Margin. That’s what I like to call it. A margin of faith. For me, one of the great challenges and opportunities we have in following Jesus is in maintaining a margin of faith in our lives. Where in our lives are we required to exercise faith? Where in our lives are we engaged in activities, responsibilities, even relationships that require more than self-sufficiency? As a priest, I have been engaged in many conversations with people who are in job transitions and are praying for guidance as to which offer to accept or career path to take. I find it helpful to ask the question, “Which job could I do in my own capabilities and strength and which job would require my daily dependence on Christ?” There may not be an obvious answer every time, but where there is an option that would set us up to be walking more by faith and not by sight, I believe we should pursue that option.
As a Coracle community of faith walking together, my prayer would be that we would welcome the faith margin in our lives. Even, dare I say, invite the opportunity for God to place us in environments and situations where we must lean on Him. The purpose, of course, is not for the sheer adventure of it but so that the Good Shepherd may guide us into His paths of righteousness. Dying to self, as a biblical concept, is never for the sole purpose of creating an empty cavity within us, but in order that the Holy Spirit make work more effectively and completely through us.
By inviting this margin of faith into our planning and choices, we are also welcoming mystery. To walk by faith and not by sight necessitates that we do not always cognitively understand how God is going to accomplish something through us. The mysterious ways of God invite us to release our grip of control on the world around us and rest in Him. In our current cultural context, saying ‘I don’t know’ is rarely rewarded, yet the Bible encourages us to admit just that! One of my life verses is Proverbs 3:5-6 which says, “Trust in the Lord with all of your heart. Lean not on your own understanding. In all your ways acknowledge Him and He will make your paths straight”. The writer of Proverbs helpfully implores us not to lean on our own understanding but in our confessed ignorance acknowledge the One who does know all. Where have we been leaning too much on our own understanding? Have we been requiring from God that he divulge his plans before we will step out in obedience? Is He calling us to embrace the mystery of His will with joy? Is He inviting us to trust our Abba who has the everlasting perspective of His Kingdom?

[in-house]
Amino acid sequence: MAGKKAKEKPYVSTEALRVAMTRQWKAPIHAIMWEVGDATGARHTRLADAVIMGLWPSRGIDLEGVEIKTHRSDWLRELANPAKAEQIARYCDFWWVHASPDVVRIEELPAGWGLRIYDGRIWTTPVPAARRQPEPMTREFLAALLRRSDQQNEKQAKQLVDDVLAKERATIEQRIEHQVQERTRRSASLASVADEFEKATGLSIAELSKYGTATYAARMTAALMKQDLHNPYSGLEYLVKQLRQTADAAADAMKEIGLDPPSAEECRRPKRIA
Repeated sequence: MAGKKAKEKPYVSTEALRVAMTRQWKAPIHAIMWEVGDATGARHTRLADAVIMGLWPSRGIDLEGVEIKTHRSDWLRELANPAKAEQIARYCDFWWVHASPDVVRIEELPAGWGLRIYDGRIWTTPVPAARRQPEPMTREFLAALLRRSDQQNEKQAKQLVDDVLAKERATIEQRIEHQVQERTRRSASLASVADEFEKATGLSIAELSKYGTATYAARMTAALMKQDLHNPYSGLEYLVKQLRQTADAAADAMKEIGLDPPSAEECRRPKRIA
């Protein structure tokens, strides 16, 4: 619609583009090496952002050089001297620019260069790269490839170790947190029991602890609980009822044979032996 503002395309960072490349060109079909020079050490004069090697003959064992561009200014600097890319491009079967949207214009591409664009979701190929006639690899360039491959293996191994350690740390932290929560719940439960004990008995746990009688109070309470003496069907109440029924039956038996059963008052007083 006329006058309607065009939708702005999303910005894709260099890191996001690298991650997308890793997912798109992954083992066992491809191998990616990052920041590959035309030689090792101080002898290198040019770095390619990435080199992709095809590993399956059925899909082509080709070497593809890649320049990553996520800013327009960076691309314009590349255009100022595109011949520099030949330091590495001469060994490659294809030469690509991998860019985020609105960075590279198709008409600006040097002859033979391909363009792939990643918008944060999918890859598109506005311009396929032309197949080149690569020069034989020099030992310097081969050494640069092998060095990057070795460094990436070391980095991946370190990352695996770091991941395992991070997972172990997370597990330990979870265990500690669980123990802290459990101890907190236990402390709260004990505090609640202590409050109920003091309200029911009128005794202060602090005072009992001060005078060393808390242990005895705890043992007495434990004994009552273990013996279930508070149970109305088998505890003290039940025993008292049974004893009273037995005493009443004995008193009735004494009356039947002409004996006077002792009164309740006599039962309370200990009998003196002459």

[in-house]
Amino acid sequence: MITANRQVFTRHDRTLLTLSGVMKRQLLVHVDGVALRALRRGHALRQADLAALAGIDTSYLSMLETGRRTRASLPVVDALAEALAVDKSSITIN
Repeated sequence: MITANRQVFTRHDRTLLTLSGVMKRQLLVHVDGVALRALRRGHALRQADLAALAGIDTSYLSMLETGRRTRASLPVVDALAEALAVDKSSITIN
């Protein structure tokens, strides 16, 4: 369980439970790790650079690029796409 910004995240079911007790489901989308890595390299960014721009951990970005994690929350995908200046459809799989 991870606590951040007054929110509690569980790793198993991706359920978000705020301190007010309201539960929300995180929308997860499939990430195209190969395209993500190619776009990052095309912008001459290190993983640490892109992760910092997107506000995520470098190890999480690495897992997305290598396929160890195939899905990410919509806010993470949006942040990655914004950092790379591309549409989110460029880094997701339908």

Henri Nouwen explains that when God is guiding us He rarely shines a high beam on the path ahead. More often than not, He shines just enough light to see the next stone upon which to place our feet. My prayer is that when God shows us that next stone we will have margin enough to say in faith, “Yes, Jesus. Where you lead, I will follow.”